The best way to understand walking and bicycling safety issues at a particular school is by observing students arriving or departing during a normal school day. This includes observing children as they walk or bike the routes to school, how they cross streets, the interactions they have with cars and buses on the school campus, and how they make their way to the school door. The goal is to identify two main things:
As the importance of drawing upon community assets to sustain SRTS programs continues to grow, thinking beyond the "usual suspects" as partners is more important than ever. In this sixty minute program, we will highlight partner ideas from four outstanding programs that provide wonderful examples of building strong ties with other community organizations.
So much has happened since our last Safe Routes Matters. So many important decisions, events and announcements that will help to move forward the idea behind Safe Routes to School. Starting with International Walk to School Day, the lucky seventh since the National Center was formed. Once again the country set a new record for the number of registered events—4,250 to date, with one week of reporting to go. All of you reading this had something to do with making that happen, so a big congratulations to you.
For most readers of this e-newsletter, Walk to School Day will be a happy memory at this point. Not so for Don Cross. He’ll have some warm and fuzzies for sure, but with more still to come for another week or so.
Six years ago, Community Connections, a local nonprofit that runs afterschool programs in Montpelier, Vt., public schools, identified a need to get students more physically active during the school day. The organization saw the Safe Routes to School (SRTS) program as the perfect way to get students excited about physical activity.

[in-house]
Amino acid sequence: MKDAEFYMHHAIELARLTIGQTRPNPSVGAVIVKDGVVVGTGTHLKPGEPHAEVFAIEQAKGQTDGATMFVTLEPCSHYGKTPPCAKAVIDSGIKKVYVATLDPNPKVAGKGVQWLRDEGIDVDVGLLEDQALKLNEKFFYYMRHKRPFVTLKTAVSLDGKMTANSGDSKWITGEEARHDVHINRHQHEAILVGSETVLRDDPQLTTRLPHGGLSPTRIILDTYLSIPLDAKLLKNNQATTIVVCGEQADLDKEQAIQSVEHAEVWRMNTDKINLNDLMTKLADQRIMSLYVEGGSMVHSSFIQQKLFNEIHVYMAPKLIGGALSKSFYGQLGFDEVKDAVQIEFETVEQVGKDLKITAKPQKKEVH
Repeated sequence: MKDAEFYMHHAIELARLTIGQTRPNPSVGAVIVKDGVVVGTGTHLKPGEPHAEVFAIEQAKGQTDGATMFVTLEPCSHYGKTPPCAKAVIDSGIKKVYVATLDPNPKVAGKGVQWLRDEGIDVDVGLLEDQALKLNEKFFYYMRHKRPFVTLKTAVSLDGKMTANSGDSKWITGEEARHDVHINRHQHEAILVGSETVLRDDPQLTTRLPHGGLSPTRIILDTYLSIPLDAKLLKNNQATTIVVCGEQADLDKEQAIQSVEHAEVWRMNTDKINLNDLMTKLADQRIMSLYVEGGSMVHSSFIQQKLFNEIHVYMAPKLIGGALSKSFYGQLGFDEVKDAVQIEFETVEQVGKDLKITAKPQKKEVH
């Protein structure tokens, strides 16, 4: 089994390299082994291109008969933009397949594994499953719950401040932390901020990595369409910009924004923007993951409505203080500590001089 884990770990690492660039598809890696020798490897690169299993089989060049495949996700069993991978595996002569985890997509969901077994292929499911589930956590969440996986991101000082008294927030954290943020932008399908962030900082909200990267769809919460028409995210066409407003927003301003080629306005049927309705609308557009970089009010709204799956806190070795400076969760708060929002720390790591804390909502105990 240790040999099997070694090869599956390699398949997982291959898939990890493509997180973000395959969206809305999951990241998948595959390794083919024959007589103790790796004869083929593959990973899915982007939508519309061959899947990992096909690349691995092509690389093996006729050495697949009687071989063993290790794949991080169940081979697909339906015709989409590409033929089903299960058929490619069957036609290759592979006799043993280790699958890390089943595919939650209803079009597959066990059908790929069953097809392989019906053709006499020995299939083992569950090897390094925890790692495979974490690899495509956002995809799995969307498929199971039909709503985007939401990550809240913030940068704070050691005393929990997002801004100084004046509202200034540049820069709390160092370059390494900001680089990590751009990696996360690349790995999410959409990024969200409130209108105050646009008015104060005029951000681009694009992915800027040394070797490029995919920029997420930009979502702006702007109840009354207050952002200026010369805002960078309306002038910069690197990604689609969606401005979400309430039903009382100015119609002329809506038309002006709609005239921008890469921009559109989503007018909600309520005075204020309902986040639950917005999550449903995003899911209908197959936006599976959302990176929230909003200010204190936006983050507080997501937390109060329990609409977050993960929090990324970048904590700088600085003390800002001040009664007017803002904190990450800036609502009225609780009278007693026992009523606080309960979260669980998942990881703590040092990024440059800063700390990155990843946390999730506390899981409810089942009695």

After receiving a non-infrastructure SRTS grant from the state, Community Connections spent the next two years running programs that concentrated on the five E’s: Education, Encouragement, Enforcement, Evaluation and Engineering.
This report explores environmental health and Safe Routes to School through a review of the relationship between environmental health and school travel, a discussion on measuring the environmental health impacts of school travel, and five examples of methods used by SRTS programs to estimate the impact of their activities on local air quality and carbon dioxide emissions.
Though some Safe Routes to School programs have to address safety problems first, most programs ultimately aim to increase walking and bicycling among students. Some programs yield a greater response than imagined; others start out by showing great promise, but end up not reaching their goals.
The National Center for Safe Routes to School, in an effort to better understand what factors might contribute to increases in walking and bicycling, examined programs for elements linked to measured walking and bicycling outcomes.
This study explores how school-level dynamics that underlie the planning and implementation of SRTS programs relate to the percentage of students who walk and bicycle between home and school.
Shifting Modes: A Comparative Analysis of Safe Routes to School Program Elements and Travel Mode Outcomes identifies the following four key factors that successful SRTS programs share: